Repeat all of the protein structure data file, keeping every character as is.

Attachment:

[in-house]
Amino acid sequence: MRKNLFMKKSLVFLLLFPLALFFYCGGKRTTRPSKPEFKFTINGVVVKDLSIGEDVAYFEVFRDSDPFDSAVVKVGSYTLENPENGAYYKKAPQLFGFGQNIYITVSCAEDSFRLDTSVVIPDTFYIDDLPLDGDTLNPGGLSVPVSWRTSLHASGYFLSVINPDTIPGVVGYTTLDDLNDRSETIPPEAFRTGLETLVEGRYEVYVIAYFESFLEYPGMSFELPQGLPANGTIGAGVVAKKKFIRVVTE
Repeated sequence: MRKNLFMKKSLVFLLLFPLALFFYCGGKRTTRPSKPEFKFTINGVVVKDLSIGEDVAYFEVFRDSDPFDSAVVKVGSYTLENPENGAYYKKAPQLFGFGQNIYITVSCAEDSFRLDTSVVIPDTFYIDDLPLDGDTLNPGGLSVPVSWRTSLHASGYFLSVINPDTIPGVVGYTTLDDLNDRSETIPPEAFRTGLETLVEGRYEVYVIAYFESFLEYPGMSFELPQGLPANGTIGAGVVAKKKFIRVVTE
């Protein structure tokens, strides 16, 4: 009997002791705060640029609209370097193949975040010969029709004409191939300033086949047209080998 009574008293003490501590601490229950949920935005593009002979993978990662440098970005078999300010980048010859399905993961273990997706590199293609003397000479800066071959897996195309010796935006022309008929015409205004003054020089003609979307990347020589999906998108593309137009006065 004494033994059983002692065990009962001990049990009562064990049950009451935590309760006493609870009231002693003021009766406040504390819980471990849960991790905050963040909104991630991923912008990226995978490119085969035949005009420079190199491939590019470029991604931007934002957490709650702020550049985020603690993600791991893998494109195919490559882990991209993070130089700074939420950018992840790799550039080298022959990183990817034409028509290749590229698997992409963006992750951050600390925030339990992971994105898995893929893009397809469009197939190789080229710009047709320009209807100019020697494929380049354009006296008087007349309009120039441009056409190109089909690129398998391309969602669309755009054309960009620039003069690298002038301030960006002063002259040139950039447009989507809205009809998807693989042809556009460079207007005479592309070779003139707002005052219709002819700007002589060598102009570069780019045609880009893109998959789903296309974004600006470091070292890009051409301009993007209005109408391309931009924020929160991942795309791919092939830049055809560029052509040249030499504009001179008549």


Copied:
[in-house]
Amino acid sequence: MRKNLFMKKSLVFLLLFPLALFFYCGGKRTTRPSKPEFKFTINGVVVKDLSIGEDVAYFEVFRDSDPFDSAVVKVGSYTLENPENGAYYKKAPQLFGFGQNIYITVSCAEDSFRLDTSVVIPDTFYIDDLPLDGDTLNPGGLSVPVSWRTSLHASGYFLSVINPDTIPGVVGYTTLDDLNDRSETIPPEAFRTGLETLVEGRYEVYVIAYFESFLEYPGMSFELPQGLPANGTIGAGVVAKKKFIRVVTE
Repeated sequence: MRKNLFMKKSLVFLLLFPLALFFYCGGKRTTRPSKPEFKFTINGVVVKDLSIGEDVAYFEVFRDSDPFDSAVVKVGSYTLENPENGAYYKKAPQLFGFGQNIYITVSCAEDSFRLDTSVVIPDTFYIDDLPLDGDTLNPGGLSVPVSWRTSLHASGYFLSVINPDTIPGVVGYTTLDDLNDRSETIPPEAFRTGLETLVEGRYEVYVIAYFESFLEYPGMSFELPQGLPANGTIGAGVVAKKKFIRVVTE
């Protein structure tokens, strides 16, 4: 009997002791705060640029609209370097193949975040010969029709004409191939300033086949047209080998 009574008293003490501590601490229950949920935005593009002979993978990662440098970005078999300010980048010859399905993961273990997706590199293609003397000479800066071959897996195309010796935006022309008929015409205004003054020089003609979307990347020589999906998108593309137009006065 004494033994059983002692065990009962001990049990009562064990049950009451935590309760006493609870009231002693003021009766406040504390819980471990849960991790905050963040909104991630991923912008990226995978490119085969035949005009420079190199491939590019470029991604931007934002957490709650702020550049985020603690993600791991893998494109195919490559882990991209993070130089700074939420950018992840790799550039080298022959990183990817034409028509290749590229698997992409963006992750951050600390925030339990992971994105898995893929893009397809469009197939190789080229710009047709320009209807100019020697494929380049354009006296008087007349309009120039441009056409190109089909690129398998391309969602669309755009054309960009620039003069690298002038301030960006002063002259040139950039447009989507809205009809998807693989042809556009460079207007005479592309070779003139707002005052219709002819700007002589060598102009570069780019045609880009893109998959789903296309974004600006470091070292890009051409301009993007209005109408391309931009924020929160991942795309791919092939830049055809560029052509040249030499504009001179008549």